Don Hodel

O'Shaughnessy Dam

This article concerns the dam in the Sierra Nevada mountains. For the one near Columbus, Ohio see O'Shaughnessy Dam (Ohio).

The O'Shaughnessy Dam is a curved gravity dam on the Tuolumne River in the Hetch Hetchy Valley of California's Sierra Nevada. The dam is located in Yosemite National Park, and creates the Hetch Hetchy Reservoir. It is named for former San Francisco chief engineer and the original chief engineer of the Hetch Hetchy Project Michael M. O'Shaughnessy.

The dam provides water and electricity to 2.4 million people in the city of San Francisco, San Mateo County, Alameda County, and the San Joaquin Valley. The power-generation facilities and transmission lines are concealed to protect the valley's famous scenery. Paul James Ost was the electrical engineer put in charge of power operations and electrical engineering phases of the Hetch Hetchy project. The hydroelectric plant generates about 500 megawatts, or 0.2 percent of California's power use. The reservoir holds 0.444 cubic kilometers (360,360 acre-feet) of water, of which about one-third is diverted into Canyon Tunnel and the Hetch Hetchy Aqueduct to the San Francisco Bay Area.

The O'Shaughnessy Dam is near Yosemite's western boundary, but the long, narrow, fingerlike reservoir stretches eastward for about 12.5 km (over 8 miles).


The dam was proposed in 1903, when the city of San Francisco applied to the Department of the Interior for water rights in the area. The Sierra Club resisted for the next ten years. John Muir, its president and founder, declared, "Dam Hetch Hetchy! As well dam for water-tanks the people's cathedrals and churches, for no holier temple has ever been consecrated by the heart of man." The Raker Act of 1913 allowed the flooding of the valley, but debate continues to this day. Construction was completed in 1923. The dam then stood high; its present height of was achieved only later in 1938.

Disputes and controversies

The Raker Act specified that because the source of the water and power was on public land, no private profit could be derived from the development. According to the San Francisco Bay Guardian, the city of San Francisco, in violation of this provision, sells the approximately 500 megawatts of power to the PG&E corporation, which in turn sells it to the general public at a profit. Whether the Raker Act is being violated is a matter of controversy. Harold L. Ickes of President Franklin Roosevelt's Interior Department tried for many years to enforce the Raker Act, but was unsuccessful. Control of Hetch-Hetchy-generated power remains in the hands of PG&E. At almost every election cycle in San Francisco, a proposal is placed on the ballot to remove control of municipal power from PG&E, but the company has and continues to spend millions to defeat each and every measure, at the same time asking for and receiving rate increases from the State PUC without significant opposition.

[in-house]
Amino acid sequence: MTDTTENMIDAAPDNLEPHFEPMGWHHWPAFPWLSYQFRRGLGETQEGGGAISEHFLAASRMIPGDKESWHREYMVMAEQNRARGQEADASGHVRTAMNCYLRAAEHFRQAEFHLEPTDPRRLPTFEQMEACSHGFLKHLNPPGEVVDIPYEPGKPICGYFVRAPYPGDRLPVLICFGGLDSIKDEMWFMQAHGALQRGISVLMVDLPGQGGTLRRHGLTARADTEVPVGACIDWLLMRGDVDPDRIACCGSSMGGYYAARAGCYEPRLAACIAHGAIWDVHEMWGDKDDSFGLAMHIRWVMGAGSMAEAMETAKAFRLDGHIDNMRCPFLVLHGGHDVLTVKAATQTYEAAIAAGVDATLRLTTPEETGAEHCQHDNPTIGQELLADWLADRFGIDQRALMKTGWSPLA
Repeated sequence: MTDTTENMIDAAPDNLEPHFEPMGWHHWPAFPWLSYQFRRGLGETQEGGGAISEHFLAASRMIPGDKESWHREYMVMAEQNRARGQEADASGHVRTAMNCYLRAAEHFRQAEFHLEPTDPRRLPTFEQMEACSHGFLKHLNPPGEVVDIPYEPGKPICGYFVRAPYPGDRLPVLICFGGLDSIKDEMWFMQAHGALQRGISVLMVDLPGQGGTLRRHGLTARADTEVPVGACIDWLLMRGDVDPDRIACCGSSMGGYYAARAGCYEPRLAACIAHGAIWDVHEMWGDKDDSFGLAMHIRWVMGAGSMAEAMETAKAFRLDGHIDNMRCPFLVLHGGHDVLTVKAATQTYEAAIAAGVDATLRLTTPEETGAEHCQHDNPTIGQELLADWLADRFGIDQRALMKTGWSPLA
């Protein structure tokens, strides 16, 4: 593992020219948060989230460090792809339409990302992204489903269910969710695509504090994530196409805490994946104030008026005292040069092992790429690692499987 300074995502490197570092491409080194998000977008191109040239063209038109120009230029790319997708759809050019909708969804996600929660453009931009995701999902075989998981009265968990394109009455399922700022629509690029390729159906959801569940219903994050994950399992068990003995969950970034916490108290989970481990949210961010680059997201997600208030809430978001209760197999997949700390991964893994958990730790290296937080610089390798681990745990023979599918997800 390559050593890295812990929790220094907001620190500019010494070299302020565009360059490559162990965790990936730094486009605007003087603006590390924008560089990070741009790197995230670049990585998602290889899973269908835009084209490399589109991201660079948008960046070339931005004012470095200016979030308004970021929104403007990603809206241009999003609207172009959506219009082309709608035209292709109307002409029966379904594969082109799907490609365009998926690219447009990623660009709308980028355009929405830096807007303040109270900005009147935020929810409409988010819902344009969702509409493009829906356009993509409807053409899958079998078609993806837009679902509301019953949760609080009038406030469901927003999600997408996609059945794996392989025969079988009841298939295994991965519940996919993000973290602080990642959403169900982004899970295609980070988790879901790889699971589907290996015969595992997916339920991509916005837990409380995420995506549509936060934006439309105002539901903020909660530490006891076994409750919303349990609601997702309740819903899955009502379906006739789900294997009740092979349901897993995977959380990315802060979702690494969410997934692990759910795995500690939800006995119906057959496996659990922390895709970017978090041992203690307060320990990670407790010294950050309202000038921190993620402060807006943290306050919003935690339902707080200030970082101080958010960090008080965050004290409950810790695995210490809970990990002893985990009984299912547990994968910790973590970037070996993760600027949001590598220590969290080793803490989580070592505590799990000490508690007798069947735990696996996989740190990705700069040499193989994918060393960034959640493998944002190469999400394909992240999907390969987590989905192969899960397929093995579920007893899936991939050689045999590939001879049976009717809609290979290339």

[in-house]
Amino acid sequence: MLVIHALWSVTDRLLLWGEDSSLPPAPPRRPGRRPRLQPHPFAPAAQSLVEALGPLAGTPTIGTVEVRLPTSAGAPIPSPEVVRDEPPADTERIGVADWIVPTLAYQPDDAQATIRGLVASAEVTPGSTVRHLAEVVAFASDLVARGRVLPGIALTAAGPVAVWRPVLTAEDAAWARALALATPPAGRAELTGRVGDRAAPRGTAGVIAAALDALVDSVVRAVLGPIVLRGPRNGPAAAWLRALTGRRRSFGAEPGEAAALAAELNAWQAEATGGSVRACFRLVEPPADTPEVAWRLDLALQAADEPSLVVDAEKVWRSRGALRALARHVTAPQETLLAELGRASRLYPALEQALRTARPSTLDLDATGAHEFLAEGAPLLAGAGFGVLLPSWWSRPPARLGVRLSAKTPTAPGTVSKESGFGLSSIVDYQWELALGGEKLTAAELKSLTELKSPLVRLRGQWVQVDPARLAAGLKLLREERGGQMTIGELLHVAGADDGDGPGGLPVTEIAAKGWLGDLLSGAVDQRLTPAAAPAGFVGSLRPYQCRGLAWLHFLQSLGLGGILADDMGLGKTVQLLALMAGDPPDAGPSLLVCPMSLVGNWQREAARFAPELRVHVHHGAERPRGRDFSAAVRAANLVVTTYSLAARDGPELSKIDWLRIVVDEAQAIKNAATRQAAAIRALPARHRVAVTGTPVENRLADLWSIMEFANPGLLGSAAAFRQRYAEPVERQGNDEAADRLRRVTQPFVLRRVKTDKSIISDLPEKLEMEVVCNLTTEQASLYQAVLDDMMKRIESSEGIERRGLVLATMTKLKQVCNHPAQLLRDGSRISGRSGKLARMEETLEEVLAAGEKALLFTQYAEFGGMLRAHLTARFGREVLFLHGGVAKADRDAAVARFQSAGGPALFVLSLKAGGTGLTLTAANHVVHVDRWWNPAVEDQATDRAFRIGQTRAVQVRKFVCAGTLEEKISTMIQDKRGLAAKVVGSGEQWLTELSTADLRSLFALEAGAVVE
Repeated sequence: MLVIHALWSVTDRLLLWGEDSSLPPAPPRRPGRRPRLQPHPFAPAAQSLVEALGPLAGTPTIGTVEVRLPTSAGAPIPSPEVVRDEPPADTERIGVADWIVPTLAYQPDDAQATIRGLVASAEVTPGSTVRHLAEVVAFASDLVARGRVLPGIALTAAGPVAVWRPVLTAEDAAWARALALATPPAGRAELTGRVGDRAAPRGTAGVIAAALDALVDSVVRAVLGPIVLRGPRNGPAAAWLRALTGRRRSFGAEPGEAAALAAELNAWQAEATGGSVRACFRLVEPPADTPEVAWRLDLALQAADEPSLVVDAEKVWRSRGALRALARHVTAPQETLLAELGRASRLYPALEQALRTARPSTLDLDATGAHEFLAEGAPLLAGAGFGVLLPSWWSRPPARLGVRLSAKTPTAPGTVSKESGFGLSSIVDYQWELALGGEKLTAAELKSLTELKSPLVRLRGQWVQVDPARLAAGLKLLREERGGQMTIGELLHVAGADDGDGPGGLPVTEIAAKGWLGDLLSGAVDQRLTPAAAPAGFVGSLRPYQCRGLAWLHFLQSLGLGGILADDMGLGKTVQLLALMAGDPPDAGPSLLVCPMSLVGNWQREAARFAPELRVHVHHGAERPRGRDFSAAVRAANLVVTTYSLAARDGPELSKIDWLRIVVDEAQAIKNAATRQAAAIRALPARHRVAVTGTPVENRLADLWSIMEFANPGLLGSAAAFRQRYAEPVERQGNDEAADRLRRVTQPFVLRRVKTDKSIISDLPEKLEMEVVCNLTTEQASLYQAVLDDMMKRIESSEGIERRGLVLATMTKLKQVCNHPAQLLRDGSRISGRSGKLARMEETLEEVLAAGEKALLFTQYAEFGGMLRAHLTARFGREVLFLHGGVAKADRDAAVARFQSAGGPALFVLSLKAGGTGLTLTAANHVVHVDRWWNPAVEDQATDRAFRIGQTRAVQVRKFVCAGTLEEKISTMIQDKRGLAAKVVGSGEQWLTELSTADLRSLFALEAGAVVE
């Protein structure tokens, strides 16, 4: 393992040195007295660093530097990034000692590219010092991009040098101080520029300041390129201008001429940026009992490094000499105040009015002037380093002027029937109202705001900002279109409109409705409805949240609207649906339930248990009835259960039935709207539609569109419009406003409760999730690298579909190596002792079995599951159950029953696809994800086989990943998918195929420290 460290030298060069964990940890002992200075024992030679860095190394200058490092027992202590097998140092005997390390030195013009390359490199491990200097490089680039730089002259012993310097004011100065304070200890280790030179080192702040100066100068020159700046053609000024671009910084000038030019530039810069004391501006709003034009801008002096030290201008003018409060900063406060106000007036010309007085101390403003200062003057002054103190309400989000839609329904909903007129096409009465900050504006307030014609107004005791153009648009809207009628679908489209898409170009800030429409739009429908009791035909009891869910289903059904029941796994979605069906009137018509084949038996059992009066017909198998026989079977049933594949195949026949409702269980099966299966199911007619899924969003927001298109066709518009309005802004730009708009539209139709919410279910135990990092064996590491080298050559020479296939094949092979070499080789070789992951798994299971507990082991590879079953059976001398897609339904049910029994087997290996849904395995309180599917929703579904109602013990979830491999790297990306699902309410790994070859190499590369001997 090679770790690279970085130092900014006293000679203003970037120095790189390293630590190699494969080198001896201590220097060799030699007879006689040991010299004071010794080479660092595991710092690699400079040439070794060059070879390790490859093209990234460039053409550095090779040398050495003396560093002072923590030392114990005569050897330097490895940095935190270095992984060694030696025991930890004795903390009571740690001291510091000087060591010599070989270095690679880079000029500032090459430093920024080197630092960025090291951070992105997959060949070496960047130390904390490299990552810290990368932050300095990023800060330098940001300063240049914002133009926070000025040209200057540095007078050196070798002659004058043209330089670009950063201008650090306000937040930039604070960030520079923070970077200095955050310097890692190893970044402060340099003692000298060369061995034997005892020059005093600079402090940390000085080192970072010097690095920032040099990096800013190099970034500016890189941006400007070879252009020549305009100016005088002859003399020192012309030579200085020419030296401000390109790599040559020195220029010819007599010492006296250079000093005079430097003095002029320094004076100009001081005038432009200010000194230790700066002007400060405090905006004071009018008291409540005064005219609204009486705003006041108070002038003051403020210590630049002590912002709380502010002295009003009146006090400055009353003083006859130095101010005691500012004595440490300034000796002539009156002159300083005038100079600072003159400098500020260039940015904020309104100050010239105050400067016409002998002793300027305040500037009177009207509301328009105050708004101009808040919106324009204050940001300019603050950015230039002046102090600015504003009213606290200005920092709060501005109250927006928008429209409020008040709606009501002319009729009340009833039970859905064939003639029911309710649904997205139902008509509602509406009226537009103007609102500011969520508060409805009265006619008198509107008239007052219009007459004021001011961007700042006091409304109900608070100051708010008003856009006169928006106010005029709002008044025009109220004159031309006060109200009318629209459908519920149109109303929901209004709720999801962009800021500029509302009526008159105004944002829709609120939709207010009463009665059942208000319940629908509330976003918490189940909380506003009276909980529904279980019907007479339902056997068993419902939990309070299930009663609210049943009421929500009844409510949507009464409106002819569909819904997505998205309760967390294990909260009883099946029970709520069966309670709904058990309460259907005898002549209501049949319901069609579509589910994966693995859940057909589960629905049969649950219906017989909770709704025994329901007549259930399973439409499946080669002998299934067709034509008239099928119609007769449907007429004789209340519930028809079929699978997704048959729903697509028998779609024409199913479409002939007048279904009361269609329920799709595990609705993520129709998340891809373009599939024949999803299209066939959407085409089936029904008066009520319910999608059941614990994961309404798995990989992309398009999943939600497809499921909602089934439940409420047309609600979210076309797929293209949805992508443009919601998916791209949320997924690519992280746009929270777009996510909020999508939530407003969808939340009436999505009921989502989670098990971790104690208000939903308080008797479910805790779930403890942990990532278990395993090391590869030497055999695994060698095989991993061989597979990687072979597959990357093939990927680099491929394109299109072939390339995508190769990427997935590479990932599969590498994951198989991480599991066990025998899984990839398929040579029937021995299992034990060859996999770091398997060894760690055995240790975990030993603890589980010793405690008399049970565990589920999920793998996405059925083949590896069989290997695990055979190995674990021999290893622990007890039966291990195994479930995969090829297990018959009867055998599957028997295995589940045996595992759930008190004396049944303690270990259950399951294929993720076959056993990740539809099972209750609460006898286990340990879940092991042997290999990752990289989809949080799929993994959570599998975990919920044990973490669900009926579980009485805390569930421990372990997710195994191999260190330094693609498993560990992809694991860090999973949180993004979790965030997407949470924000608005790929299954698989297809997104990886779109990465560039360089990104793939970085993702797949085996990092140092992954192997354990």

The Sierra Club currently advocates removing the dam, but the city of San Francisco opposes, because the reservoir currently serves 2.4 million people, including parts of San Mateo County, Alameda County, and Silicon Valley. Deconstructing the dam would cost billions of dollars, according to a study ordered by Governor Schwarzenegger.

In 1987, the idea of razing the O'Shaughnessy Dam gained an adherent in Don Hodel, then Secretary of the Department of the Interior under President Ronald Reagan. Hodel called for a study of the effect of tearing down the dam. The National Park Service concluded that two years after draining the valley, grasses would cover most of its floor and within 10 years, clumps of cone-bearing trees and some oaks would take root. Within 50 years, vegetative cover would be complete except for exposed rocky areas: eventually a forest would grow, rather than the meadow being restored.

Some observers, such as Carl Pope (Director of the Sierra Club), stated that Hodel had political motives in proposing the study. The imputed motive was to divide the environmental movement: to see residents of the strongly Democratic city of San Francisco coming out against an environmental issue. Dianne Feinstein, the mayor of San Francisco at the time, said in a Los Angeles Times story in 1987: "All this is for an expanded campground? ... It's dumb, dumb, dumb." Hodel, now retired, is still a strong proponent of restoring Hetch Hetchy Valley and now-Senator Feinstein is still strongly against restoration. The Bush Administration has proposed allocating 7 million dollars to studying the removal of the dam in the 2007 budget. Dianne Feinstein opposed this allocation, saying "I will do all I can to make sure it isn't included in the final bill. We're not going to remove this dam, and the funding is unnecessary.

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